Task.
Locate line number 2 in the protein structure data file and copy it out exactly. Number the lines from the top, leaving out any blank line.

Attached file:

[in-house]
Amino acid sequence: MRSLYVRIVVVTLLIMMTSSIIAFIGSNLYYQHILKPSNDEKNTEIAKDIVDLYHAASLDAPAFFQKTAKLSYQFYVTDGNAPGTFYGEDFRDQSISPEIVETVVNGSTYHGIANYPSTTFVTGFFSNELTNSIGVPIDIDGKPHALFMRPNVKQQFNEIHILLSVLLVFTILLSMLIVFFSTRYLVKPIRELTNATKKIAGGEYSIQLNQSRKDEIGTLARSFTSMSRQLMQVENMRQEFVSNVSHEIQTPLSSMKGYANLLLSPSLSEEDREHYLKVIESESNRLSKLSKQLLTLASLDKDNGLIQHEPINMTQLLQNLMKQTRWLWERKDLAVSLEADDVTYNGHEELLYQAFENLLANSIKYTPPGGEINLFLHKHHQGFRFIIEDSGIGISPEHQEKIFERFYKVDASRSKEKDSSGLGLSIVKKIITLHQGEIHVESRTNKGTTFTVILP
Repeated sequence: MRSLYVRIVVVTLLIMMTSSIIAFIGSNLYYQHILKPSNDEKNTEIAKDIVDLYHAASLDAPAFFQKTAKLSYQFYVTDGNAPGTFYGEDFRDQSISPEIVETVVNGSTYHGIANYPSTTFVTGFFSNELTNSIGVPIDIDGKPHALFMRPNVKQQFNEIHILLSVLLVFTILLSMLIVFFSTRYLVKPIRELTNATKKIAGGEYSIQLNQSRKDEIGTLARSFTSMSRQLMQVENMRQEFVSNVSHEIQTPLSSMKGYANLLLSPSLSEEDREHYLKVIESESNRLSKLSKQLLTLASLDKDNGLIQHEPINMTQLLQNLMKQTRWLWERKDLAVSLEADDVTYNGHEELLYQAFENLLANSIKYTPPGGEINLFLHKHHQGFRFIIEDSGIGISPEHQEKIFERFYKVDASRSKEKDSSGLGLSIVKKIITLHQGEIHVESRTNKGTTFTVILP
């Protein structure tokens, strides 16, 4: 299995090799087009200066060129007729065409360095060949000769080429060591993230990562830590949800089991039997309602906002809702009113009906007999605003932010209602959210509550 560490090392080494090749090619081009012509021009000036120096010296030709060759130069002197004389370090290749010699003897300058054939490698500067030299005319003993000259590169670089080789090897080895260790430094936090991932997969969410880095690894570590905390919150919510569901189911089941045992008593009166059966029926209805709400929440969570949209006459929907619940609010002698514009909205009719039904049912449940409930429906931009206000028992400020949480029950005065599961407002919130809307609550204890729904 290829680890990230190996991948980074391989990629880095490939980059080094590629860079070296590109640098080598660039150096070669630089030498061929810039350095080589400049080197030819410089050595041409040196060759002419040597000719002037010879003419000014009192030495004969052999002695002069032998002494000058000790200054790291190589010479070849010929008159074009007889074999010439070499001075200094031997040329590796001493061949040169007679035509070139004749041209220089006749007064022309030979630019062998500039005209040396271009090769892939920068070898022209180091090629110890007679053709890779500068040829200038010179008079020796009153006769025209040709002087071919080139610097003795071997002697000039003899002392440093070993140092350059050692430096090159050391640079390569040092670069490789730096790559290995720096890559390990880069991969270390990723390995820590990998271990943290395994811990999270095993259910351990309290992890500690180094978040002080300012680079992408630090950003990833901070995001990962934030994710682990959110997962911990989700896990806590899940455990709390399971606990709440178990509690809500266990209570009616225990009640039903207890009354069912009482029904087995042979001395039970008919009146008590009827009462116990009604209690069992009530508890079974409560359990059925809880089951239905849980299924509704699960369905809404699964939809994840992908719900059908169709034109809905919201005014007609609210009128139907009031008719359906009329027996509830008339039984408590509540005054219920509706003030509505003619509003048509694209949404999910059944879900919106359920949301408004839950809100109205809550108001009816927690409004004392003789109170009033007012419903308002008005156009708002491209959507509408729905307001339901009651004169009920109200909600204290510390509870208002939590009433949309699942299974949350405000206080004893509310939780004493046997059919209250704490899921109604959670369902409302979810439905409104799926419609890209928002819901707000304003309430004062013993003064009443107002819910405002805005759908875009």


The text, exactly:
Amino acid sequence: MRSLYVRIVVVTLLIMMTSSIIAFIGSNLYYQHILKPSNDEKNTEIAKDIVDLYHAASLDAPAFFQKTAKLSYQFYVTDGNAPGTFYGEDFRDQSISPEIVETVVNGSTYHGIANYPSTTFVTGFFSNELTNSIGVPIDIDGKPHALFMRPNVKQQFNEIHILLSVLLVFTILLSMLIVFFSTRYLVKPIRELTNATKKIAGGEYSIQLNQSRKDEIGTLARSFTSMSRQLMQVENMRQEFVSNVSHEIQTPLSSMKGYANLLLSPSLSEEDREHYLKVIESESNRLSKLSKQLLTLASLDKDNGLIQHEPINMTQLLQNLMKQTRWLWERKDLAVSLEADDVTYNGHEELLYQAFENLLANSIKYTPPGGEINLFLHKHHQGFRFIIEDSGIGISPEHQEKIFERFYKVDASRSKEKDSSGLGLSIVKKIITLHQGEIHVESRTNKGTTFTVILP